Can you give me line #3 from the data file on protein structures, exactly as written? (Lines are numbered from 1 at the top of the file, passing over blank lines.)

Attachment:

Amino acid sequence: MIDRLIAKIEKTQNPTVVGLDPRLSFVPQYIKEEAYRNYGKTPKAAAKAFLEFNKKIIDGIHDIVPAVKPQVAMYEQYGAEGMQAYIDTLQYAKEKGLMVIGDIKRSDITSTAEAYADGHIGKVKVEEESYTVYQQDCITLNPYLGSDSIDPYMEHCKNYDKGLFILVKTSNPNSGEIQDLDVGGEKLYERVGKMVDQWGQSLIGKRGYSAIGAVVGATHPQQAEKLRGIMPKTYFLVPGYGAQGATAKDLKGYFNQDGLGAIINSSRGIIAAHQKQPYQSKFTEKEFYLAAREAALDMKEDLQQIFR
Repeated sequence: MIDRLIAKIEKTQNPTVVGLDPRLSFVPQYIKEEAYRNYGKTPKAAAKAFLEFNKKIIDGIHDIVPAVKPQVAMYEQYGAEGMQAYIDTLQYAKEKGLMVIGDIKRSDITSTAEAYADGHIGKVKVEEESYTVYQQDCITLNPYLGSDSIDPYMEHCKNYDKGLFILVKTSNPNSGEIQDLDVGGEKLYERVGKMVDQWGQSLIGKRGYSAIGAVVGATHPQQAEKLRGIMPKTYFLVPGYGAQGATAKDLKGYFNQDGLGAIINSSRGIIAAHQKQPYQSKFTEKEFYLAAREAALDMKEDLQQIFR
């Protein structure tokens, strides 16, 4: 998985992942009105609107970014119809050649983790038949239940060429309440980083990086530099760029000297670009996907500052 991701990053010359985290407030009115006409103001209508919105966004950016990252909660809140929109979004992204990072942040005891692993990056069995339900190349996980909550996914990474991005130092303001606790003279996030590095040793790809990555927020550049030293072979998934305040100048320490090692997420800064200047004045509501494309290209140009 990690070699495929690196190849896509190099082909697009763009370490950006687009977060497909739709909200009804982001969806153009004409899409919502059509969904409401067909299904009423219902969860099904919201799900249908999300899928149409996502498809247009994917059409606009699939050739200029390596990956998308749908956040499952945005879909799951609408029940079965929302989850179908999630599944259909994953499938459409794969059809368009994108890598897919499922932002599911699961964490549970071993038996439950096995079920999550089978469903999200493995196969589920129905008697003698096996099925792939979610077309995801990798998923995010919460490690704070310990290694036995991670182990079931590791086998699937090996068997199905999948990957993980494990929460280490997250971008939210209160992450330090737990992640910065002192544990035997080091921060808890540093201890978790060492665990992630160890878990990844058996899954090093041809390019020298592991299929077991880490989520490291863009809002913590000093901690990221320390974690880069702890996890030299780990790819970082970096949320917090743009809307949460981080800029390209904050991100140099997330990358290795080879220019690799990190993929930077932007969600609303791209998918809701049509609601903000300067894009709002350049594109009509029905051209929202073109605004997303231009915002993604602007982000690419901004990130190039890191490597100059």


């Protein structure tokens, strides 16, 4: 998985992942009105609107970014119809050649983790038949239940060429309440980083990086530099760029000297670009996907500052 991701990053010359985290407030009115006409103001209508919105966004950016990252909660809140929109979004992204990072942040005891692993990056069995339900190349996980909550996914990474991005130092303001606790003279996030590095040793790809990555927020550049030293072979998934305040100048320490090692997420800064200047004045509501494309290209140009 990690070699495929690196190849896509190099082909697009763009370490950006687009977060497909739709909200009804982001969806153009004409899409919502059509969904409401067909299904009423219902969860099904919201799900249908999300899928149409996502498809247009994917059409606009699939050739200029390596990956998308749908956040499952945005879909799951609408029940079965929302989850179908999630599944259909994953499938459409794969059809368009994108890598897919499922932002599911699961964490549970071993038996439950096995079920999550089978469903999200493995196969589920129905008697003698096996099925792939979610077309995801990798998923995010919460490690704070310990290694036995991670182990079931590791086998699937090996068997199905999948990957993980494990929460280490997250971008939210209160992450330090737990992640910065002192544990035997080091921060808890540093201890978790060492665990992630160890878990990844058996899954090093041809390019020298592991299929077991880490989520490291863009809002913590000093901690990221320390974690880069702890996890030299780990790819970082970096949320917090743009809307949460981080800029390209904050991100140099997330990358290795080879220019690799990190993929930077932007969600609303791209998918809701049509609601903000300067894009709002350049594109009509029905051209929202073109605004997303231009915002993604602007982000690419901004990130190039890191490597100059």